Thousands of protesters gathered outside mosques after Friday prayers to vent anger at the depiction of the prophet, which is considered taboo to most Muslims.

Twenty-two members of the security forces and 23 protesters were hurt in the ensuing clashes, national radio reported, as one Catholic and two Protestant churches were attacked.

A doctor in the city's hospital told AFP that all of the dead and three of the injured had gunshot wounds.

Niger sees first slavery conviction over 'fifth wife'

28 May 2014

The pressure group Anti-Slavery International told the BBC the 63-year-old man was convicted of having what is known as a "fifth wife".

Men in Niger are allowed to have four wives under a local interpretation of Islamic law.

With a "fifth wife", no marriage takes place and the woman is treated solely as property.
Sarah Mathewson
Anti-Slavery International

Niger officially banned slavery in 2003 but anti-slavery organisations say thousands of people still live in subjugation.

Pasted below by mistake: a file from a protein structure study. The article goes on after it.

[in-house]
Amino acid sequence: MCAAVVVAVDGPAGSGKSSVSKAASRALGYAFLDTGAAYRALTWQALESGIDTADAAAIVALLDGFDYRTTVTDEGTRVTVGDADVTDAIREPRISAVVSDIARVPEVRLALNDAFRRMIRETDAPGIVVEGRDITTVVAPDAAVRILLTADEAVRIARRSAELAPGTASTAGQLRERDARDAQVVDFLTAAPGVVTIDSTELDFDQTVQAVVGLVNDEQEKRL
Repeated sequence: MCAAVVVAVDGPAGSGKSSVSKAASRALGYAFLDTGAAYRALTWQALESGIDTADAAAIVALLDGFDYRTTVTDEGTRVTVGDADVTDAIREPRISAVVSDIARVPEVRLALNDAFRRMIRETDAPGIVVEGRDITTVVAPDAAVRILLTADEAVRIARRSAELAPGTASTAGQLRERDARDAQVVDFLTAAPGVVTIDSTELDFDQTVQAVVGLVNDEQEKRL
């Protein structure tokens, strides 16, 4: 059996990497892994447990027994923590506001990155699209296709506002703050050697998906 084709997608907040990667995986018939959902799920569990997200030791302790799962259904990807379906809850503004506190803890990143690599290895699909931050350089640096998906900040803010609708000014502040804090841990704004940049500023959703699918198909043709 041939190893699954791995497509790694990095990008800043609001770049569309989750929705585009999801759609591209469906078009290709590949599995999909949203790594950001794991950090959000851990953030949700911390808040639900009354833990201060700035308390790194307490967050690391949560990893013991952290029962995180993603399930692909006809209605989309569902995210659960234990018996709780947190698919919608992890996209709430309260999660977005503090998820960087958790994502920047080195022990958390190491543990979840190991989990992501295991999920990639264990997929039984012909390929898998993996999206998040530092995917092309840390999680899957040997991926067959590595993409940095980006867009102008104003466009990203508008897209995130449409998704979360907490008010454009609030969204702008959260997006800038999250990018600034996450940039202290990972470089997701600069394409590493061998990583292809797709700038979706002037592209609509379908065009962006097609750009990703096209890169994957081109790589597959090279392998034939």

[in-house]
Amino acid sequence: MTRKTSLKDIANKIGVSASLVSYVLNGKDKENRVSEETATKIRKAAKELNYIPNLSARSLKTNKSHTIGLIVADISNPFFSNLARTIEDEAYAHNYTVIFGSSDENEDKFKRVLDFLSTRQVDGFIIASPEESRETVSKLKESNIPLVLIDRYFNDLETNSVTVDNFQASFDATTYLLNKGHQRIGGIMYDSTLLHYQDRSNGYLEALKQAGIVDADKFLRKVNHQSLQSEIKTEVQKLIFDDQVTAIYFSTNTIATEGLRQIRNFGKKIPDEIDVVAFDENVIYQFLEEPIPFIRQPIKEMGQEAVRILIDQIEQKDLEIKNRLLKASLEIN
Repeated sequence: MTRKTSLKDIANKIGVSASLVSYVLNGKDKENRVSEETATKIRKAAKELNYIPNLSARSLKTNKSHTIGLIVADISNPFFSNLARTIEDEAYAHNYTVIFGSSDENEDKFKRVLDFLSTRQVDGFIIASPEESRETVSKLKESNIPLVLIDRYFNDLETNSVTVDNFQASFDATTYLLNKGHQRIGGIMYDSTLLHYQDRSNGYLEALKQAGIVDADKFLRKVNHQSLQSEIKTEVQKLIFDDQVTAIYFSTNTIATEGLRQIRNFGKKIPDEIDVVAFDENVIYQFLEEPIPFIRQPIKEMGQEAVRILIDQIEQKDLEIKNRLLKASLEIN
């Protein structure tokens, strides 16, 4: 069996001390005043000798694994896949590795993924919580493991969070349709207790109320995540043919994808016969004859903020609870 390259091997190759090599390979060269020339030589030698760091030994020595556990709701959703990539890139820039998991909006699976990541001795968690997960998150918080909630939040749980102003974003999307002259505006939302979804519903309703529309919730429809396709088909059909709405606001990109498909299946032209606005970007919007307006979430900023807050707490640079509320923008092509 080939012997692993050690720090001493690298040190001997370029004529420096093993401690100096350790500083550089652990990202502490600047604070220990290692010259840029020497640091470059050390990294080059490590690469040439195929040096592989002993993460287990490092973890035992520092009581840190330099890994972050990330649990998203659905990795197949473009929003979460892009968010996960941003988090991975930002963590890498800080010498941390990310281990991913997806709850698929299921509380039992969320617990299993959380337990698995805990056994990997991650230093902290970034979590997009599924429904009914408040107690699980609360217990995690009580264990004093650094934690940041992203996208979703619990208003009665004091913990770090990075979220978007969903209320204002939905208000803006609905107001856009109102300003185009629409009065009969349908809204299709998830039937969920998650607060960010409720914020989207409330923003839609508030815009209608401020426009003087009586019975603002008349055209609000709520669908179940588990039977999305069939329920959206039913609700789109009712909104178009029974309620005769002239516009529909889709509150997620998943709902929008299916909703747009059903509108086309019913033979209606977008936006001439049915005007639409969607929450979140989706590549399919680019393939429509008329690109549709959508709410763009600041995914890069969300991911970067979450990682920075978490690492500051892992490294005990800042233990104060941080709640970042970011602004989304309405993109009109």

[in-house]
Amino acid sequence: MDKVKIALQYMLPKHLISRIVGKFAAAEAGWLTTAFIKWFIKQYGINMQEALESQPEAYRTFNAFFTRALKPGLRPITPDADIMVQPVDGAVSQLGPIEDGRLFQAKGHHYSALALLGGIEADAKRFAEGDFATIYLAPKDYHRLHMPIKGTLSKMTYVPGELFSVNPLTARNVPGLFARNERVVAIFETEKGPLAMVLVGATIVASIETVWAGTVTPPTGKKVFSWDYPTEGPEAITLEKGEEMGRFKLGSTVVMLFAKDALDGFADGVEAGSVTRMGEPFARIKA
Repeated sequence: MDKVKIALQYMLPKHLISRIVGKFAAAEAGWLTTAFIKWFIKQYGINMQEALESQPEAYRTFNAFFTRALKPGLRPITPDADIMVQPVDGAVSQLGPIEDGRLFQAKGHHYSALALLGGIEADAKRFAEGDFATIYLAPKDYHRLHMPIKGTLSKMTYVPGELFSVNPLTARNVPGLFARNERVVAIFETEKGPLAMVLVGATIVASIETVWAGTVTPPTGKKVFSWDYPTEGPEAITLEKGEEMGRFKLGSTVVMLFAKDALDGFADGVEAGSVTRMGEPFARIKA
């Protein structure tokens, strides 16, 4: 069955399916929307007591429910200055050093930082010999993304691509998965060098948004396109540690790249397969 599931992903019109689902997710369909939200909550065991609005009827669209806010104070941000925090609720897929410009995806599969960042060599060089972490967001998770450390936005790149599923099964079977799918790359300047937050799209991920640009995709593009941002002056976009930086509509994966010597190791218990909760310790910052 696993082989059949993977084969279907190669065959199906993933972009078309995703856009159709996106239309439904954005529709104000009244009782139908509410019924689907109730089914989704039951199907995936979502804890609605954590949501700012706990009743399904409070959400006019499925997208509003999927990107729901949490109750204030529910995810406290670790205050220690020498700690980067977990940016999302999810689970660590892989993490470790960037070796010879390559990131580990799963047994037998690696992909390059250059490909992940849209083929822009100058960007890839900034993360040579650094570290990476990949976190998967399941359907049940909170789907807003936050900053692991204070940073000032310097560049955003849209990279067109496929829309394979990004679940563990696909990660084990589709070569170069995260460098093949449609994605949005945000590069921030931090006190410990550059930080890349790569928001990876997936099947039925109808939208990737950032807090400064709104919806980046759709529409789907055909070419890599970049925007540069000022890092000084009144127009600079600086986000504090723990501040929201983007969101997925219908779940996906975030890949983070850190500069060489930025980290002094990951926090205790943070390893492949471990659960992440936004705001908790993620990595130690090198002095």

The conviction took place in the town of Birnin Konni in south-west Niger, close to the border with Nigeria.

Anti-Slavery International says "fifth wives" are often girls of slave descent sold to wealthy men who view the purchase of young women as a sign of prestige.

The women face a lifetime of physical and psychological abuse and forced labour, the group says.

The case was taken to court by Anti-Slavery's partners in Niger, Timidria.

Sarah Mathewson, Africa Programme Co-ordinator at Anti-Slavery International, said it was "incredible" to achieve a conviction.

"It's been over 10 years since the law against slavery was passed in Niger and we've worked since then to bring perpetrators of slavery to justice," she said.

"We hope that this judgment will serve as a catalyst for more prosecutions, as we are pursuing many other cases before the courts."

In a landmark case in 2008, the West African regional body Ecowas found Niger's government guilty of failing to protect a woman from slavery. It ordered the government to pay compensation to the victim.

Twin Bomb Attacks Kill 20 in Niger

By DREW HINSHAW in Accra, Ghana and GÉRALDINE AMIEL in Paris
The Wall Street Journal

May 2013

Suicide bombers killed 20 people in separate attacks on a military base and a uranium-mining site in Niger on Thursday, with government officials saying the twin strikes were likely the work of militants from Mali.